Do you think the pikes in the photo and, video are shortened versions? They seem to be half-pikes. I don't think any of the hafts were longer than 6.5 to 7 feet, I do like the shape of the thicker bladed pike at the front of the photo. I'm thinking of having one made, along with a boarding axe to accompany my recent French cutlass purchase.
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Timo Nieminen




Location: Brisbane, Australia
Joined: 08 May 2009
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PostPosted: Sat 08 Sep, 2012 8:30 pm    Post subject:         Reply with quote

The pikes in the video look about 8' long - when they're lined up with the pikes upright, the pikes are about 1/3 longer than the people. (8' including head, not just the haft). So, pretty standard half-pikes, which seem to be the most common boarding pikes.

Don't know of any readily available production heads, though plenty of leaf-shaped heads could work, especially if narrowed. 6' haft would work, even if a bit short. So, to have a good one might need going custom. Or antique, which you might be able to get at a similar price.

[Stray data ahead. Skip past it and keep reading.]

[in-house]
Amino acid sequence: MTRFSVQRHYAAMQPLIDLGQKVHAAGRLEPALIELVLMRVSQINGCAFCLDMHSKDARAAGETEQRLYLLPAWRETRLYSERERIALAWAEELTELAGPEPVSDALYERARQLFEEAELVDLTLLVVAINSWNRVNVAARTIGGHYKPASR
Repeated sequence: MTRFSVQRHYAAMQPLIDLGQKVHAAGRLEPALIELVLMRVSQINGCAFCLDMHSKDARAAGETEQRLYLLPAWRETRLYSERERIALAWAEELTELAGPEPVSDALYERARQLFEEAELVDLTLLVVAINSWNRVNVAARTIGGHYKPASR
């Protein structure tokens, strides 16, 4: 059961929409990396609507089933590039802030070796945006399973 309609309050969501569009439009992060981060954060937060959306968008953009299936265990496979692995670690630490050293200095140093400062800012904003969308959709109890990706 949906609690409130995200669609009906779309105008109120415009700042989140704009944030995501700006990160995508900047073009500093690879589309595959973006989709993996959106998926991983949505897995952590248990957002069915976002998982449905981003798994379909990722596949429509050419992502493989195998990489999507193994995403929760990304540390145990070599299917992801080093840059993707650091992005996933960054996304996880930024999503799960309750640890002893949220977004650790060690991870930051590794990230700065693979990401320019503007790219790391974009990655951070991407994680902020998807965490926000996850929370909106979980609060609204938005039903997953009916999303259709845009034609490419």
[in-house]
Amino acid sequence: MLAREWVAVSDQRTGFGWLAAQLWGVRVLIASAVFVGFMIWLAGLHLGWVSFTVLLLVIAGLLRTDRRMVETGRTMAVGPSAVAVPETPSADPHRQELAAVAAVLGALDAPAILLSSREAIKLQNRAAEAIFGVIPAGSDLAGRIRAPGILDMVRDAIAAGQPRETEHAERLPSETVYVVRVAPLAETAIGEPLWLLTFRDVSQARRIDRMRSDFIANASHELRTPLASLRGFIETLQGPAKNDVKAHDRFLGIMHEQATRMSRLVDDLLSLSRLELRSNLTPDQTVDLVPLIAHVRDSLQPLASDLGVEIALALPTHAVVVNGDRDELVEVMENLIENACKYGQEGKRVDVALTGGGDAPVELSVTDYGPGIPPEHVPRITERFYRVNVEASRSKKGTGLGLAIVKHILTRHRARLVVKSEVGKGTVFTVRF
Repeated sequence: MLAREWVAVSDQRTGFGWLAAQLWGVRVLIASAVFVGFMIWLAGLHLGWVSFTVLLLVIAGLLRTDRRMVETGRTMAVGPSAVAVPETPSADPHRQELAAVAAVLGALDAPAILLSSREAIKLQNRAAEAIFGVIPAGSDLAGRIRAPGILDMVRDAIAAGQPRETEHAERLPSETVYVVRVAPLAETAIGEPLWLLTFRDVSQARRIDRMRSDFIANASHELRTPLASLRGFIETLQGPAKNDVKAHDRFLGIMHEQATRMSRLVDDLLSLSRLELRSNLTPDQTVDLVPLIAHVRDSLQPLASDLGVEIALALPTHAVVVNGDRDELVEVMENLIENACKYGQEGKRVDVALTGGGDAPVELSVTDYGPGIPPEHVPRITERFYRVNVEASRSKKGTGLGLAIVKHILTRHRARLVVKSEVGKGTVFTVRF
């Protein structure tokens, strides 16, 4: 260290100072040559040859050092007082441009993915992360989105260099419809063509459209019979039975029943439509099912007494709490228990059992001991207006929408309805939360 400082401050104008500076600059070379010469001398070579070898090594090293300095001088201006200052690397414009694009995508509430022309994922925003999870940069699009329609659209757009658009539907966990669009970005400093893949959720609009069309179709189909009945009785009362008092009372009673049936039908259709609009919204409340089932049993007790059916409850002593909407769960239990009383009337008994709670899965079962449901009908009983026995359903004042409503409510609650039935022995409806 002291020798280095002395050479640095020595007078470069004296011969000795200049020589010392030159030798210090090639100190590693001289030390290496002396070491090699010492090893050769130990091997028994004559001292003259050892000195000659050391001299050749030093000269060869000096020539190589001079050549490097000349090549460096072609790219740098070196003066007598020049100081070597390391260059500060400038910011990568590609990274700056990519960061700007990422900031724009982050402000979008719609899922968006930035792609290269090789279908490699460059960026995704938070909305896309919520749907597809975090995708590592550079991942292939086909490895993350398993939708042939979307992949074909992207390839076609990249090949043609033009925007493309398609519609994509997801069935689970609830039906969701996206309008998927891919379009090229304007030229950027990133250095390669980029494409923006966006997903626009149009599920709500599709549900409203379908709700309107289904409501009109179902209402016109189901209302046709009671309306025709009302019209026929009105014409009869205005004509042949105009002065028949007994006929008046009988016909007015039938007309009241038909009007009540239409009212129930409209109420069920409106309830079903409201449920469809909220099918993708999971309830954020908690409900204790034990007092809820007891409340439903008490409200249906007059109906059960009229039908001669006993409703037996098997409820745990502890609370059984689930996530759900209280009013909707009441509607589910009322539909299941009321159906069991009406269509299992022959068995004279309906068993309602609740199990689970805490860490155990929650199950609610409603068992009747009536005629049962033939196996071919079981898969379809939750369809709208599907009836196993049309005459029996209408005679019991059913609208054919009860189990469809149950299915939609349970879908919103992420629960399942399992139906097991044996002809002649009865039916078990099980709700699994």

"In addition to being efficient, all pole arms were quite nice to look at." - Cherney Berg, A hideous history of weapons, Collier 1963.
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Mike West




Location: North Carolina
Joined: 06 Dec 2003
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Posts: 84

PostPosted: Sat 08 Sep, 2012 10:14 pm    Post subject: I'm going to go with Adriaan Gerber         Reply with quote

http://adriaangerberknives.com/

He made me a Lochabar axe, similar to the one pictured on his website, although with a shorter haft. I'll probably go with a longer haft, based on your info. How long do you think the pike blades were? Up to a foot?



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Glen A Cleeton




Location: Nipmuc USA
Joined: 21 Aug 2003

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PostPosted: Sat 08 Sep, 2012 10:28 pm    Post subject:         Reply with quote

George Washington at one point ruled that a spontoon should be six feet of haft with a foot of blade. There was of course a lot of variation and holding to regulation. The British spontoons remained at nine feet tall (half pikes) for a number of decades, as did their halberds. The reason for spike type heads vs spear shapes (and certainly no place for a crossbar) is fighting amongst the rigging

Boarders Away is a great book.

Cheers

GC